The Little River has its sources in Standish and Buxton and merges with the Presumpscot River downstream from Route 237 at the Gorham/Windham town line (see The Maine Atlas and Gazetteer map 5 E2). Every year, the state stocks the main stem of this river several times between early April and mid May with a total of around 2,300 brown trout and brook trout measuring 9” to 10”. Click here for stocking details .
I’m spending some time this afternoon exploring that part of the Little River which flows between Routes 237 and 202/4 in Gorham. I arrive at the Route 237 bridge at around 12:30 pm and park on the grassy shoulder. The weather is grey, overcast and drizzly. The air temperature is 65°F and the water comes in at a balmy 56°F. I’m immediately struck by the size of this body of water: it is truly a … little river which measures between 25 and 40+ ft across. My second impression is how low the water level is for this time of the season and how brown and silty it looks. We’ve had some rain this morning but that can’t possibly explain the general muddiness of the water column (visibility is less than 1 ft!). The reason is obvious when I start walking upstream. Even though this section of the river runs fairly straight, it has a deeply incised shoreline due to erosion, which causes the banks to be 10-15 ft above the water level.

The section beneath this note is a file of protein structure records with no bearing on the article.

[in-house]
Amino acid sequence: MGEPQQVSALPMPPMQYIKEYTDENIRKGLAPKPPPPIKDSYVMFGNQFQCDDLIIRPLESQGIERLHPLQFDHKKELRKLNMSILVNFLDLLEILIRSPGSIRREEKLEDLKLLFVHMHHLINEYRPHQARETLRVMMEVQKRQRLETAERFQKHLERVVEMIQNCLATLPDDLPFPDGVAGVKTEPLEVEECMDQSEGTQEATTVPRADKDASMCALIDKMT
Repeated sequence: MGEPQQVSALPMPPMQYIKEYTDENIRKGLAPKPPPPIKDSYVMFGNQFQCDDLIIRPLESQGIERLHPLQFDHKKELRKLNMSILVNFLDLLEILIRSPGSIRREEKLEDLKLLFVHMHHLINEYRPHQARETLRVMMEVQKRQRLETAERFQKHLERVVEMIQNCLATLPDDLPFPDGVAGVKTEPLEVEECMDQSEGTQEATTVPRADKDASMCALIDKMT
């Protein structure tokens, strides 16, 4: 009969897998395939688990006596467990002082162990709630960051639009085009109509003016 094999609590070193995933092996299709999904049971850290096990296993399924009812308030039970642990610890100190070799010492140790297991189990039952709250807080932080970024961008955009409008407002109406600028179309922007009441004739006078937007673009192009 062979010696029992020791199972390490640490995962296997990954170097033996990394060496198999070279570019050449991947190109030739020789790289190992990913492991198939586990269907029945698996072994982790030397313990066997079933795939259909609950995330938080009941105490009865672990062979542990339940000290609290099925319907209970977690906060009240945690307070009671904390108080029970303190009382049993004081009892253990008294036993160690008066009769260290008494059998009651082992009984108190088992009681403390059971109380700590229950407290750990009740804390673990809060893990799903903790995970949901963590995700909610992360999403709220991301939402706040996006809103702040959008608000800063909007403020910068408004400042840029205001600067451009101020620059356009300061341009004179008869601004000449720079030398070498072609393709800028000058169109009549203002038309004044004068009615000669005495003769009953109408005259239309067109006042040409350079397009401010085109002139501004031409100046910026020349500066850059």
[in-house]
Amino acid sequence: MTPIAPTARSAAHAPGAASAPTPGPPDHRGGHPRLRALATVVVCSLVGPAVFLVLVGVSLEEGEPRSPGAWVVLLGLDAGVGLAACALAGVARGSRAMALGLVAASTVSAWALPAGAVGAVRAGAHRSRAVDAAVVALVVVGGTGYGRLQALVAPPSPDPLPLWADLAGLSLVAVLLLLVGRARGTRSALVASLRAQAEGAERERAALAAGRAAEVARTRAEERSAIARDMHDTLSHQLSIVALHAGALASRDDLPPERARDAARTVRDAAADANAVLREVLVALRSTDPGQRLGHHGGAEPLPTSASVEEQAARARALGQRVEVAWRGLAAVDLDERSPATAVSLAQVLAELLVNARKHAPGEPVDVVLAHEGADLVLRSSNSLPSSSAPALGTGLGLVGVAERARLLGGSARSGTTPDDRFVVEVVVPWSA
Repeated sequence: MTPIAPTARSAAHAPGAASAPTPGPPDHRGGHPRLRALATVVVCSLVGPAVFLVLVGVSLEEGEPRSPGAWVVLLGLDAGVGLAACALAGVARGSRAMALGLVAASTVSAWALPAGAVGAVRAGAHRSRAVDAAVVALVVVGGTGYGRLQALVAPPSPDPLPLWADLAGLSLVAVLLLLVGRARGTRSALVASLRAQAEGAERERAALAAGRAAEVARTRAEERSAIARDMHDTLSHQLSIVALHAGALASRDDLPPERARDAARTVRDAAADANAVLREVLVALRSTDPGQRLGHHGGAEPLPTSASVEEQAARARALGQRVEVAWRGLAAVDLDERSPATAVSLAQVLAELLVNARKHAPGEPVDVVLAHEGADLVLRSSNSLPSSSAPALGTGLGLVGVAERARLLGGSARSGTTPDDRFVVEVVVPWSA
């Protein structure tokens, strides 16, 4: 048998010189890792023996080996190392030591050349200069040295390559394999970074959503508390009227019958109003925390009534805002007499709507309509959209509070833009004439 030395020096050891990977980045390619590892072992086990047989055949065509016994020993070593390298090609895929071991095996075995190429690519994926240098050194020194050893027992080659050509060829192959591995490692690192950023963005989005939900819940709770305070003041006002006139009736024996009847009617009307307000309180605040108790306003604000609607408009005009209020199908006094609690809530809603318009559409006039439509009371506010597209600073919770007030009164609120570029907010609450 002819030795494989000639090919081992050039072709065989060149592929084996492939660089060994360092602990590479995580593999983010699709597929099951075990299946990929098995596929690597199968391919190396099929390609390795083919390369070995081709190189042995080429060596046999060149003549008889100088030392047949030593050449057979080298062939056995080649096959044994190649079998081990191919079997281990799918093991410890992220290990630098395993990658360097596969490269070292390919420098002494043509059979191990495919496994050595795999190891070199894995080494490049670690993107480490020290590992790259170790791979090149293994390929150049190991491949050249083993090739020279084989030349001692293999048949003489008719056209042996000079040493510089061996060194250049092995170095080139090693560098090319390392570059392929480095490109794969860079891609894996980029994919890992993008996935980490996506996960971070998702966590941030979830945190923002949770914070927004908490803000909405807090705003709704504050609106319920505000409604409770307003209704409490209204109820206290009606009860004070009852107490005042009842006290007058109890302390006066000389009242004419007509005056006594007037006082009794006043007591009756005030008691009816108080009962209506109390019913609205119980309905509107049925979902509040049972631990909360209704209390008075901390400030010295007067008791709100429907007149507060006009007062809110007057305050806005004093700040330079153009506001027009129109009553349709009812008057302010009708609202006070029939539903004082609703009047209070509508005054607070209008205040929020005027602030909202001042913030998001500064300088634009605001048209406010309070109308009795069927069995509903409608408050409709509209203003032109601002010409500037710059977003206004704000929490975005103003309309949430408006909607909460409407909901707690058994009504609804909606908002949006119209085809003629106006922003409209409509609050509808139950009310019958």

The severe shoreline erosion (plus runoff from the surrounding roads and fields, I’m sure…) results in a substrate consisting almost entirely of sand and silt. The Little River upstream of Route 237 flows without much turbulence either: no pools, and only few weak riffles and runs. The water just calmly makes its way down towards the Presumpscott River. Overall, this section of the river just does not impress me as great trout habitat: it has little or no structure and the general impression is of mud and silt… One also has to move quite a ways upstream to get away from the noise associated with the heavy traffic on Route 237. It is possible to fish from shore, but the spots are relatively few and high up on the banks. The river also looks quite deep, even with the low water level, but it is wadable in various sections. Also, be aware that the high banks can make it a real challenge to climb out of the river!
Overall, I’d rate the section of the Little River upstream of Route 237 as a C- (and that’s being generous), mainly because accessing the water is difficult and because the stream habitat is so severely degraded and poorly suited for trout. The deep siltiness of the water column is a serious turn-off. The only redeeming feature is that this section of the river is well-stocked with trout every spring and can readily be fly fished (assuming that the river remains reasonably wadable away from shore even when the water level is higher) because it is wide and unobstructed with overhanging trees. I also suspect that trout can survive year-over-year, resulting in bigger hold-over fish. I would not recommend fishing this stretch of stream with younger, inexperienced fishers because it simply is not kid-friendly.
Was the information in this blog useful? I invite you to share your thoughts and opinions. Also, feel free to discuss your fishing experiences on this stream.